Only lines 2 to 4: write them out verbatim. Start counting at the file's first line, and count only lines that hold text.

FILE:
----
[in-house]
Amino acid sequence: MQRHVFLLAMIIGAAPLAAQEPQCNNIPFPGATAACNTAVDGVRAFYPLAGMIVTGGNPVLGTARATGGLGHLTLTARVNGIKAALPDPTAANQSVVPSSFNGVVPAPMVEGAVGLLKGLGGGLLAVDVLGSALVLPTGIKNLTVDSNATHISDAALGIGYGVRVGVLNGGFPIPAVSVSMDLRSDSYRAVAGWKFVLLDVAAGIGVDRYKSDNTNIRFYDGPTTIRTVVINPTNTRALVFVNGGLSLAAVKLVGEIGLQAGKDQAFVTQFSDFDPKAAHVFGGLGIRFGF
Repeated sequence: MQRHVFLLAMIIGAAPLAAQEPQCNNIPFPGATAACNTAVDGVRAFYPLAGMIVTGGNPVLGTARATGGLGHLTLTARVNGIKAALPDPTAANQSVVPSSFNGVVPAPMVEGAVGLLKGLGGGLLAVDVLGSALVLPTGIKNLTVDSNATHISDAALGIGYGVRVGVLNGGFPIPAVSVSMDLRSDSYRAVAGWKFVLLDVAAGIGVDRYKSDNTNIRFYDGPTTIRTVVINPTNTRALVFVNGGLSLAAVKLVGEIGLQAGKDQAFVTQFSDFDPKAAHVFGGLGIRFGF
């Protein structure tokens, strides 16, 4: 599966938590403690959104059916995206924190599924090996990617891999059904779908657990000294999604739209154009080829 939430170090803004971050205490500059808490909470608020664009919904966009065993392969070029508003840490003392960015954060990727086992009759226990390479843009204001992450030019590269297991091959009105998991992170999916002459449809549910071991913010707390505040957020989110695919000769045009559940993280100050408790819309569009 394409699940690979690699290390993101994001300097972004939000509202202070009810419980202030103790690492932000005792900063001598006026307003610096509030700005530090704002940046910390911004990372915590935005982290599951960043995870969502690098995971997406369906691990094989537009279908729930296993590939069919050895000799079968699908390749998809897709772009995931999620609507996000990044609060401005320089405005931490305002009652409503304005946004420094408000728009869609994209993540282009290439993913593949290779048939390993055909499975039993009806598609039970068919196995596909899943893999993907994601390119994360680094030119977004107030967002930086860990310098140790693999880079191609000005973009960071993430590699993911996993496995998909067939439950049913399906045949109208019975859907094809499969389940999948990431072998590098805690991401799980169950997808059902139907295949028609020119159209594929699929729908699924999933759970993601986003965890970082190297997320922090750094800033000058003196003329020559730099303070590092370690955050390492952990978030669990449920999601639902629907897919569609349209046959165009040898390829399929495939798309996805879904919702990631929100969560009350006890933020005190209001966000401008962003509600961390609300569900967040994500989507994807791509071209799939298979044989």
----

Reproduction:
Amino acid sequence: MQRHVFLLAMIIGAAPLAAQEPQCNNIPFPGATAACNTAVDGVRAFYPLAGMIVTGGNPVLGTARATGGLGHLTLTARVNGIKAALPDPTAANQSVVPSSFNGVVPAPMVEGAVGLLKGLGGGLLAVDVLGSALVLPTGIKNLTVDSNATHISDAALGIGYGVRVGVLNGGFPIPAVSVSMDLRSDSYRAVAGWKFVLLDVAAGIGVDRYKSDNTNIRFYDGPTTIRTVVINPTNTRALVFVNGGLSLAAVKLVGEIGLQAGKDQAFVTQFSDFDPKAAHVFGGLGIRFGF
Repeated sequence: MQRHVFLLAMIIGAAPLAAQEPQCNNIPFPGATAACNTAVDGVRAFYPLAGMIVTGGNPVLGTARATGGLGHLTLTARVNGIKAALPDPTAANQSVVPSSFNGVVPAPMVEGAVGLLKGLGGGLLAVDVLGSALVLPTGIKNLTVDSNATHISDAALGIGYGVRVGVLNGGFPIPAVSVSMDLRSDSYRAVAGWKFVLLDVAAGIGVDRYKSDNTNIRFYDGPTTIRTVVINPTNTRALVFVNGGLSLAAVKLVGEIGLQAGKDQAFVTQFSDFDPKAAHVFGGLGIRFGF
């Protein structure tokens, strides 16, 4: 599966938590403690959104059916995206924190599924090996990617891999059904779908657990000294999604739209154009080829 939430170090803004971050205490500059808490909470608020664009919904966009065993392969070029508003840490003392960015954060990727086992009759226990390479843009204001992450030019590269297991091959009105998991992170999916002459449809549910071991913010707390505040957020989110695919000769045009559940993280100050408790819309569009 394409699940690979690699290390993101994001300097972004939000509202202070009810419980202030103790690492932000005792900063001598006026307003610096509030700005530090704002940046910390911004990372915590935005982290599951960043995870969502690098995971997406369906691990094989537009279908729930296993590939069919050895000799079968699908390749998809897709772009995931999620609507996000990044609060401005320089405005931490305002009652409503304005946004420094408000728009869609994209993540282009290439993913593949290779048939390993055909499975039993009806598609039970068919196995596909899943893999993907994601390119994360680094030119977004107030967002930086860990310098140790693999880079191609000005973009960071993430590699993911996993496995998909067939439950049913399906045949109208019975859907094809499969389940999948990431072998590098805690991401799980169950997808059902139907295949028609020119159209594929699929729908699924999933759970993601986003965890970082190297997320922090750094800033000058003196003329020559730099303070590092370690955050390492952990978030669990449920999601639902629907897919569609349209046959165009040898390829399929495939798309996805879904919702990631929100969560009350006890933020005190209001966000401008962003509600961390609300569900967040994500989507994807791509071209799939298979044989």